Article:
Histamine H2-receptor antagonists (cimetidine, ranitidine)

Possible pharmacokinetic interaction due to shared active renal tubular secretion

Metformin

Possible pharmacokinetic interaction due to shared active renal tubular secretion

Psychopharmacologic agents

Possible additive bradycardic effects

Observe for additive bradycardic effects when midodrine is administered concomitantly with agents that decrease heart rate

Triamterene

Possible pharmacokinetic interaction due to shared active renal tubular secretion

Vasoconstricting agents (e.g., phenylephrine, ephedrine, dihydroergotamine, phenylpropanolamine, pseudoephedrine)

Possible additive hypertensive effects

Observe for additive hypertensive effects when administered concomitantly

Midodrine Pharmacokinetics

Absorption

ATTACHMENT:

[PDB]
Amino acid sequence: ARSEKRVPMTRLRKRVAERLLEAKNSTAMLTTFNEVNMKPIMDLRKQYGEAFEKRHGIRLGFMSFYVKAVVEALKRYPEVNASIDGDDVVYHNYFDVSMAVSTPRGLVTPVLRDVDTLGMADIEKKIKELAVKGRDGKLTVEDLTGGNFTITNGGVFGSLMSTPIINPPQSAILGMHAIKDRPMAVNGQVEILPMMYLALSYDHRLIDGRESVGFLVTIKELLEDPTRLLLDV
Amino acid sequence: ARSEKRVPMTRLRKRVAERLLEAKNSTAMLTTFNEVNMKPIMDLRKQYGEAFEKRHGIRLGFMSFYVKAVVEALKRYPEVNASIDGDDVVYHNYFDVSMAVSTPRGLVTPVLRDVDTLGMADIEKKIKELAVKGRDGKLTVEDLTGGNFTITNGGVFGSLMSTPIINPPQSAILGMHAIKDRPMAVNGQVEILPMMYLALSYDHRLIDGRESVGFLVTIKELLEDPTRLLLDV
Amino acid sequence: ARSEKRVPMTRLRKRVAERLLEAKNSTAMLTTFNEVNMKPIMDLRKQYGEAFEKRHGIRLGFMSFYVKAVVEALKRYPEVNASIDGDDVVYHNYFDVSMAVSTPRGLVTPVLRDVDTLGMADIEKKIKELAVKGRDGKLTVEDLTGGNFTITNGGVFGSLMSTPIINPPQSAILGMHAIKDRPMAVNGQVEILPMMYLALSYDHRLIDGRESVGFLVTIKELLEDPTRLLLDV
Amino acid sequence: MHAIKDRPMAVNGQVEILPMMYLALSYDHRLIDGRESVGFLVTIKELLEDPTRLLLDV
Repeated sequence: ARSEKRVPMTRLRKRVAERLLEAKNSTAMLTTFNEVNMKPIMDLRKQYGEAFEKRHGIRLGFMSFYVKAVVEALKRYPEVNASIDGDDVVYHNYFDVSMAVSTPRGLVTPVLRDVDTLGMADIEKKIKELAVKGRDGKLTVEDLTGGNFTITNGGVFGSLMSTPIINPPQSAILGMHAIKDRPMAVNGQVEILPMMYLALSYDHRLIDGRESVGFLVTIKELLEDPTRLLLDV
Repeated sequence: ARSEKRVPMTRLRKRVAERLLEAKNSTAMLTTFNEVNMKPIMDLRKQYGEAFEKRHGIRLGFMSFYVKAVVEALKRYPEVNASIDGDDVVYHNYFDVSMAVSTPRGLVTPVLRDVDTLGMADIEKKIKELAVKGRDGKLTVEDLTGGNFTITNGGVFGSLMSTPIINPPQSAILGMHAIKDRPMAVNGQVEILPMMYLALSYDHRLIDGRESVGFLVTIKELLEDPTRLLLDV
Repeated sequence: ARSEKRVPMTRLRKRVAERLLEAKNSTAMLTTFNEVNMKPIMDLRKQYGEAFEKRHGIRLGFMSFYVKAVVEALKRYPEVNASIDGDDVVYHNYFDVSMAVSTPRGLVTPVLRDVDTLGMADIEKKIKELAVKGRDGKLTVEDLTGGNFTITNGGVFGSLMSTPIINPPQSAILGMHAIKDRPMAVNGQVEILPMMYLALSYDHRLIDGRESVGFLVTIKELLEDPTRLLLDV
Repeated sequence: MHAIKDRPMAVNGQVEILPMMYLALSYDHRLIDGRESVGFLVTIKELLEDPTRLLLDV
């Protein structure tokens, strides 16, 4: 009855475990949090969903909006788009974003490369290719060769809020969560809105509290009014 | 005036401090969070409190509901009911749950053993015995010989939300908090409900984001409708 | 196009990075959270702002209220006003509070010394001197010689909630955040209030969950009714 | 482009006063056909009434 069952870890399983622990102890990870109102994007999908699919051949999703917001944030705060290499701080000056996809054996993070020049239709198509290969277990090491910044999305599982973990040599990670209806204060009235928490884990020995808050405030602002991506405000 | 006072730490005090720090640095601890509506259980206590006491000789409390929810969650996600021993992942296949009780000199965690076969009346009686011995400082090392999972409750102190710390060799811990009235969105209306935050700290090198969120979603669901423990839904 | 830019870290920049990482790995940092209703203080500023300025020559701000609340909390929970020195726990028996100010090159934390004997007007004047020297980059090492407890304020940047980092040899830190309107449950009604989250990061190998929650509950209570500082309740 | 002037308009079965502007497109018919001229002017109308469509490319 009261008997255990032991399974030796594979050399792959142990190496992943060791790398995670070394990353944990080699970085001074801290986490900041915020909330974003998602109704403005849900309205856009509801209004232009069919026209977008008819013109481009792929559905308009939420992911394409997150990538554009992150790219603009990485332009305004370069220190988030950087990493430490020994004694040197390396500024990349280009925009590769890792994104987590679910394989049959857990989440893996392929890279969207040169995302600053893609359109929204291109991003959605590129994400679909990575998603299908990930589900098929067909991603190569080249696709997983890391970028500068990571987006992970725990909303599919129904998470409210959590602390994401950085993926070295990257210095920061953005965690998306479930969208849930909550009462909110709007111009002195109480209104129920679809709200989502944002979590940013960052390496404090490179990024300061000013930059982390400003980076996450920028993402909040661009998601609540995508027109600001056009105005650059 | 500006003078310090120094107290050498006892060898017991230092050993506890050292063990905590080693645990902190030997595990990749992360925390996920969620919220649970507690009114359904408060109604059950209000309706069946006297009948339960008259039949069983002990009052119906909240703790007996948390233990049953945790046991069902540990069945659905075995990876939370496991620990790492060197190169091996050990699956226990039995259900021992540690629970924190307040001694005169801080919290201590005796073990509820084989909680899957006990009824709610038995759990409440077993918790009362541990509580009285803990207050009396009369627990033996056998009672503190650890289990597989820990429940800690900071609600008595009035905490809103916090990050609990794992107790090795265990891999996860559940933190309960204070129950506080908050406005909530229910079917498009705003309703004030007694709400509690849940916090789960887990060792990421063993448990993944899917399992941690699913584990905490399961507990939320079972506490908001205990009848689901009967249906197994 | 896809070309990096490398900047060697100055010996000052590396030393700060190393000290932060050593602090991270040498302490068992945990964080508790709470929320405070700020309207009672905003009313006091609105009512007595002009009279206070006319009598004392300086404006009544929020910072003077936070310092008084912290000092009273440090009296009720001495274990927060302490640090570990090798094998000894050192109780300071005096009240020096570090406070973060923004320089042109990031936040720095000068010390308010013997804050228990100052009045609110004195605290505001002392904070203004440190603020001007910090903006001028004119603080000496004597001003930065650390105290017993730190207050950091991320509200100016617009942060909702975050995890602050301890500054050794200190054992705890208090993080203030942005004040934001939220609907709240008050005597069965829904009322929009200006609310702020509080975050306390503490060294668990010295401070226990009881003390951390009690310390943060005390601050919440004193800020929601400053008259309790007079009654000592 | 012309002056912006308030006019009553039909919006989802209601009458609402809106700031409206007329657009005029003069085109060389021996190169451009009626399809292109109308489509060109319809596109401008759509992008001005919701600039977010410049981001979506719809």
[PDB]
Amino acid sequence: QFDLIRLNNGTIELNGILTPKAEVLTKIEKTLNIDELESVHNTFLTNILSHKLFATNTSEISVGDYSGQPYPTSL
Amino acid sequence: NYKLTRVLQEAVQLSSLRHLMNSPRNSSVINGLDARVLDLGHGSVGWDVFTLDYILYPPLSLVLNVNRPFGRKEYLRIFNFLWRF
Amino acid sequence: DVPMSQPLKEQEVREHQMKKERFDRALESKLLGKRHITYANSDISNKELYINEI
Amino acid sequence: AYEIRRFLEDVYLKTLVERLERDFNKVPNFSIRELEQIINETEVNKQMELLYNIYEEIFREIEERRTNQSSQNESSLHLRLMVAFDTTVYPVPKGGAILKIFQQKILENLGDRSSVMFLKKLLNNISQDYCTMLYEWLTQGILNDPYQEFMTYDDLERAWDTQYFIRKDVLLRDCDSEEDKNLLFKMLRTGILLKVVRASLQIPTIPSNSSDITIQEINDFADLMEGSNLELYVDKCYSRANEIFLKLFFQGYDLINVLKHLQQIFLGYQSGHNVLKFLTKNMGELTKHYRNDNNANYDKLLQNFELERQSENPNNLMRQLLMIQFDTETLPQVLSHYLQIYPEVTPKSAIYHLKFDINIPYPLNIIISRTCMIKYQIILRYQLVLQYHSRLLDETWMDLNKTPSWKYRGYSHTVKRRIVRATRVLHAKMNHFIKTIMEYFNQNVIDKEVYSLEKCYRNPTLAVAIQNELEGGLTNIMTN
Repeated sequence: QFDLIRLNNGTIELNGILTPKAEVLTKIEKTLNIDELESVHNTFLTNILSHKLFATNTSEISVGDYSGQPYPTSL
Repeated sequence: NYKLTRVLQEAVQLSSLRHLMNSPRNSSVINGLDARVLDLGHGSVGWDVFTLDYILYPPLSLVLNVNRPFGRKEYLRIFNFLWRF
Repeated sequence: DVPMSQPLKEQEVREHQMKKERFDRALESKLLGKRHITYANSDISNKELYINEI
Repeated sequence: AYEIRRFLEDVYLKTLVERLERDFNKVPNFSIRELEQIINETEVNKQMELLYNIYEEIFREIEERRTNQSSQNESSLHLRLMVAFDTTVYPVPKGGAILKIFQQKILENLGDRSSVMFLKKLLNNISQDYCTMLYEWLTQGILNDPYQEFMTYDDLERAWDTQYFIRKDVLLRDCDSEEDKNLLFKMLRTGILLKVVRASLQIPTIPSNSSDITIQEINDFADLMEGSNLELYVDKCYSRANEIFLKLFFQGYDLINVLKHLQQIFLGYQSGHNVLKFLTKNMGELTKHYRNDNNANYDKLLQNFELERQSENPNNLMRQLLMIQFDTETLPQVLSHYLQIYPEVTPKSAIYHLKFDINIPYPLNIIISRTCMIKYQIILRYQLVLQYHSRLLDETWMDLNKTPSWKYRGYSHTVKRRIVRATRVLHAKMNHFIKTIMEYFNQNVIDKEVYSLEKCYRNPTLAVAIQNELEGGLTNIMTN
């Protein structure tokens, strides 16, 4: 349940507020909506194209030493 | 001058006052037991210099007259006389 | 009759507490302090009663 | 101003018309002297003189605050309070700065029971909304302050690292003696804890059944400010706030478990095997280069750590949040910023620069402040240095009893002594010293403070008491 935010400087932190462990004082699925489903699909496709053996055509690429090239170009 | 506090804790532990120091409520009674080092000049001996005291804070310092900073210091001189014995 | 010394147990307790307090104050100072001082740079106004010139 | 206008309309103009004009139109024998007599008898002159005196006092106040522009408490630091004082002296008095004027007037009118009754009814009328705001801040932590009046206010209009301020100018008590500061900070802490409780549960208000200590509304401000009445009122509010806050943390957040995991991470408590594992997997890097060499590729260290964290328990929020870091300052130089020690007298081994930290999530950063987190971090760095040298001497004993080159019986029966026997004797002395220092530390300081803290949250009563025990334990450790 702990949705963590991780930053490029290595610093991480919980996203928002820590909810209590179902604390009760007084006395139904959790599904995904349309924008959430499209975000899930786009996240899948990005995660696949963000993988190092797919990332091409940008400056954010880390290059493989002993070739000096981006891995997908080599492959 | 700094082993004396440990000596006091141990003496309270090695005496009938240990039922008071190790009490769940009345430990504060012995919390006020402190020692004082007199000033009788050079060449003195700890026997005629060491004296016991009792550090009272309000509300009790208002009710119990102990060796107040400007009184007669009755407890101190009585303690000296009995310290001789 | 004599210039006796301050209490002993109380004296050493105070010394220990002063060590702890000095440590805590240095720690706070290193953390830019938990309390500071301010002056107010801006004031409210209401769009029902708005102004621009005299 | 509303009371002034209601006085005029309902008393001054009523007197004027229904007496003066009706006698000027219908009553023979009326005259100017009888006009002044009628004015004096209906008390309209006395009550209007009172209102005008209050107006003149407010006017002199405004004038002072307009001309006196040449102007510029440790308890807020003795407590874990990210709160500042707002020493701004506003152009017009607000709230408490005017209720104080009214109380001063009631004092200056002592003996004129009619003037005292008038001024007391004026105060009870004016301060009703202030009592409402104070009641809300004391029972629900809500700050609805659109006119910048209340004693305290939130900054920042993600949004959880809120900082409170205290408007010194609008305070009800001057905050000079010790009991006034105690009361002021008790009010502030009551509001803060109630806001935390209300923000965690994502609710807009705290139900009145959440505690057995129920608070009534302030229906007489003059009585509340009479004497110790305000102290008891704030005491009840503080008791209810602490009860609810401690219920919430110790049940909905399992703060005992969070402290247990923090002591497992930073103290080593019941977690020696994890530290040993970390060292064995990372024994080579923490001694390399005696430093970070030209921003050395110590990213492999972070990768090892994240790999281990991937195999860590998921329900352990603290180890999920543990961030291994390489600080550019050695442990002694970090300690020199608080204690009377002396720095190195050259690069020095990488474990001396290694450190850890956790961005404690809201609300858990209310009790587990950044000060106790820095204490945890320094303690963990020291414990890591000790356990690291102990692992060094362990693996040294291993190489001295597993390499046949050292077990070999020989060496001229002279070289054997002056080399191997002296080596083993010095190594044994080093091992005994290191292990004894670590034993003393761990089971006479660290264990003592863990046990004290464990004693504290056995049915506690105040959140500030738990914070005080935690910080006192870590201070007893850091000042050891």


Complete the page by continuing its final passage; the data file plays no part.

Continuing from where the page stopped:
Bioavailability

Following oral administration, midodrine is rapidly absorbed and then undergoes deglycination to form desglymidodrine; peak plasma concentration of midodrine and desglymidodrine usually attained within 0.5 and 1–2 hours, respectively.

Absolute bioavailability of midodrine (measured as desglymidodrine) is 93%.

Onset

Standing BP is increased by about 10–30 mm Hg 1 hour after oral administration in patients with orthostatic hypotension.

Duration

Some effect persists for 2–3 hours.

Food

Food does not affect absorption.

Distribution

Extent

Distributed into many tissues; crosses the blood-brain barrier poorly.

Not known whether midodrine is distributed into milk.

Plasma Protein Binding

Not significantly bound to plasma proteins.

Elimination

Metabolism

Midodrine is deglycinated in many tissues, principally to an active metabolite, desglymidodrine.

Midodrine and desglymidodrine are metabolized in part by the liver. Neither is a substrate for MAO.

Elimination Route

Renal elimination of midodrine is insignificant.

Desglymidodrine is eliminated principally by active renal secretion.

Desglymidodrine is removed by dialysis.

Special Populations

Renal impairment may reduce clearance of desglymidodrine.

Stability

Storage

Oral

Tablets

25°C (may be exposed to 15–30°C).

Actions and Spectrum

  • Midodrine is a prodrug; has little pharmacologic activity until metabolized to desglymidodrine.